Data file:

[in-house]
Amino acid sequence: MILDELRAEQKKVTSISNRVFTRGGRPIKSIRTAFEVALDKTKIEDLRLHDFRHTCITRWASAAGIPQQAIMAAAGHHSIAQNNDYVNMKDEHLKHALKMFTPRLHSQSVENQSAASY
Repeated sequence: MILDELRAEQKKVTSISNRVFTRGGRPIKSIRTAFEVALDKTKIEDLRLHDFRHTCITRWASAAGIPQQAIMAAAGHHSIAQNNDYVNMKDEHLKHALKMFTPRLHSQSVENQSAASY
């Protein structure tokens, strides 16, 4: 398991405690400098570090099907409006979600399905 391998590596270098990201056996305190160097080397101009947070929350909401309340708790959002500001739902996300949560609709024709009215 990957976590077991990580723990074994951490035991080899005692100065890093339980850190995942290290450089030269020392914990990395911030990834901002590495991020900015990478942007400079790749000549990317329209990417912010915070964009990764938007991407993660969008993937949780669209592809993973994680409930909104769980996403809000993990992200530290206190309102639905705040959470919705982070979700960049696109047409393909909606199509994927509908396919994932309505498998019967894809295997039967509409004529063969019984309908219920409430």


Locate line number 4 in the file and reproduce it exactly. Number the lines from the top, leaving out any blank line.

């Protein structure tokens, strides 16, 4: 398991405690400098570090099907409006979600399905 391998590596270098990201056996305190160097080397101009947070929350909401309340708790959002500001739902996300949560609709024709009215 990957976590077991990580723990074994951490035991080899005692100065890093339980850190995942290290450089030269020392914990990395911030990834901002590495991020900015990478942007400079790749000549990317329209990417912010915070964009990764938007991407993660969008993937949780669209592809993973994680409930909104769980996403809000993990992200530290206190309102639905705040959470919705982070979700960049696109047409393909909606199509994927509908396919994932309505498998019967894809295997039967509409004529063969019984309908219920409430």